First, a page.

Hey! I am a writer, hardcore fan of many things (mostly animated), and published author of the new YA fantasy novel "Chronicles of Magic: The Sixth Child".

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Chess Pieces: The Princess Pawn and the Fallen Queen

Have you noticed that in the scene when Hans and Anna are alone, then when Olaf saves her, there is a chess set in the background?

When Hans reveals his true colors, he explains his scheme to take control of Arendelle. He only pretended to love Anna and hoped to marry her in order to make sure he could become king. This exploits her as the pawn he used and manipulated in order to carry out his plan. When he extinguishes the candle, you can see a couple of white pawn chess pieces.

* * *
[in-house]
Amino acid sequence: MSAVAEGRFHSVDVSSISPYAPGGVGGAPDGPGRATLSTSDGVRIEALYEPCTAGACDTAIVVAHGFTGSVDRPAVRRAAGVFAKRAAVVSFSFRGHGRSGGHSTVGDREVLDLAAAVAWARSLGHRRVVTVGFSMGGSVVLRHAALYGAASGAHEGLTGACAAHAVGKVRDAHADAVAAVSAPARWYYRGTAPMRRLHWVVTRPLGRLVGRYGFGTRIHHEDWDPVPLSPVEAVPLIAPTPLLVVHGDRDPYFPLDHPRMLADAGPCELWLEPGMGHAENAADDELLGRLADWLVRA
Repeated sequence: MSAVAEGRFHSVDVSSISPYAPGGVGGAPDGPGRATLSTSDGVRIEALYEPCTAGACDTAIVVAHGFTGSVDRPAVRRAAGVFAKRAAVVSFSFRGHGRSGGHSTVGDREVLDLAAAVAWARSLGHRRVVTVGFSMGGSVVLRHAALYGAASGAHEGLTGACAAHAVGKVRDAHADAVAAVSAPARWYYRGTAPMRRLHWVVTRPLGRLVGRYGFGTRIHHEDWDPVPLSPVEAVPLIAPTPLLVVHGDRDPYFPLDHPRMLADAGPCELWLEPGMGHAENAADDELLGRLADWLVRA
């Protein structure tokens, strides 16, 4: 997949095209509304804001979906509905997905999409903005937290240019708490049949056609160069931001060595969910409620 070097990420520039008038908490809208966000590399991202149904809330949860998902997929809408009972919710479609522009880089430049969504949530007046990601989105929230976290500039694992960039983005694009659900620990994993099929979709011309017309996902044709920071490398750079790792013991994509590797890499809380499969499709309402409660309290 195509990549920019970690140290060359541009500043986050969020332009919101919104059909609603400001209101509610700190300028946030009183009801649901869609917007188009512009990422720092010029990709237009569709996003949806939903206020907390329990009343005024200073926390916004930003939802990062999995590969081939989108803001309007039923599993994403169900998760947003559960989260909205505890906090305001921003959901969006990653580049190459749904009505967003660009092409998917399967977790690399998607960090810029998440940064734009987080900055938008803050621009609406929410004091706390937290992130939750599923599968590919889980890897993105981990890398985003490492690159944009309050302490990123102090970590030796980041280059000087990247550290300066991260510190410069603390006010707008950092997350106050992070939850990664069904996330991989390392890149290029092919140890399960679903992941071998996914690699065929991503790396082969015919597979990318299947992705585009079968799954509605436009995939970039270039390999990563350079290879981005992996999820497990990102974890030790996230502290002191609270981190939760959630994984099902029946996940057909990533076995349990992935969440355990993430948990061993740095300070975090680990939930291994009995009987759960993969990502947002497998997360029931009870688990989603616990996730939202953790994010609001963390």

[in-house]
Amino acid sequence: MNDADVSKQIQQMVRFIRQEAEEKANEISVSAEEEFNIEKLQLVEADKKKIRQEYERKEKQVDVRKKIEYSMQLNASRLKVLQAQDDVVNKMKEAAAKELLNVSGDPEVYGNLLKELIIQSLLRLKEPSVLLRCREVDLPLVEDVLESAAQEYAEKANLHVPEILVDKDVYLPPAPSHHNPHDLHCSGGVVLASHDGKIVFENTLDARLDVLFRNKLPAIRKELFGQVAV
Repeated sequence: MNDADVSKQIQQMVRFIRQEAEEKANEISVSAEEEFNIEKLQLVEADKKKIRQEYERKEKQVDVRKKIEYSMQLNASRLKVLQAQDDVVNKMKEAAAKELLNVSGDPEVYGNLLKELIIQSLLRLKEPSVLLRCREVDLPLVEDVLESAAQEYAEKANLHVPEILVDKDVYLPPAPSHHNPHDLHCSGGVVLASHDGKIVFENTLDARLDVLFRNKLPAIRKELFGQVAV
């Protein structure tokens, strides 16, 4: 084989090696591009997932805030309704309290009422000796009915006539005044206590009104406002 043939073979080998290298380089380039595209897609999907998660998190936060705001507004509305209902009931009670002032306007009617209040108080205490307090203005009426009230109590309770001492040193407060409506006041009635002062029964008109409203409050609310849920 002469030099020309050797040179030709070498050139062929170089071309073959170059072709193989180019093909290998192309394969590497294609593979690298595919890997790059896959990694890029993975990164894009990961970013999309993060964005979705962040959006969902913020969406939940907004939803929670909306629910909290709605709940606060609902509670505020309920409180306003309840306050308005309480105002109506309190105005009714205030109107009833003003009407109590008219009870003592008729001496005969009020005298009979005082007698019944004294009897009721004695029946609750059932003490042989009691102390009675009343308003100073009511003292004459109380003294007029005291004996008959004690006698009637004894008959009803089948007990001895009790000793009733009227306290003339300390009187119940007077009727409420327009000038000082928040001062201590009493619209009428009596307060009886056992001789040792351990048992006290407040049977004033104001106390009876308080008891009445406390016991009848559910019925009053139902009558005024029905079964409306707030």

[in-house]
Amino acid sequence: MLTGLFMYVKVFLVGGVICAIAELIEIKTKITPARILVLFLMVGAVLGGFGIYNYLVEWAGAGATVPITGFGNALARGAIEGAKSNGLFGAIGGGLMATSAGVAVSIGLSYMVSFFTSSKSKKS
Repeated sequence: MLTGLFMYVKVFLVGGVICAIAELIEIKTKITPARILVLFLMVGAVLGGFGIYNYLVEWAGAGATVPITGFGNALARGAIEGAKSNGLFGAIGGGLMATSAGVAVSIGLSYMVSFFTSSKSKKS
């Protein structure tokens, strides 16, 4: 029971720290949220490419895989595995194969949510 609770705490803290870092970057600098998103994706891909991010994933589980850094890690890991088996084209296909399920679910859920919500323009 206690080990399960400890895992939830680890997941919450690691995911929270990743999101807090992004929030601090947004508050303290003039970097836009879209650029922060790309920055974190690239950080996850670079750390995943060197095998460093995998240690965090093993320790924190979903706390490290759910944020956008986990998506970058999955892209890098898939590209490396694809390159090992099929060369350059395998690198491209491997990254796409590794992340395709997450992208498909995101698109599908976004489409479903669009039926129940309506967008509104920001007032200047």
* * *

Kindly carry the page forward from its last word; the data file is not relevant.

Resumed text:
Then later, when Olaf is with Anna, the blizzard makes a strong gust of wind burst the window open. When that happens, the white queen chess piece falls down. This symbolizes the upcoming figurative and literal “fall” of Elsa, when Hans lies to her about Anna, then attempts to murder her.

Interestingly enough, the colors of the chess pieces are commonly used to represent good (white) and evil (black). Elsa is a good person, which is why the white queen piece falls, and you can see the black king piece, which symbolizes Hans’s evil nature and goal to become the king of Arendelle.


Hans: A Disney Villain Like No Other

Another Heroic Prince…Not!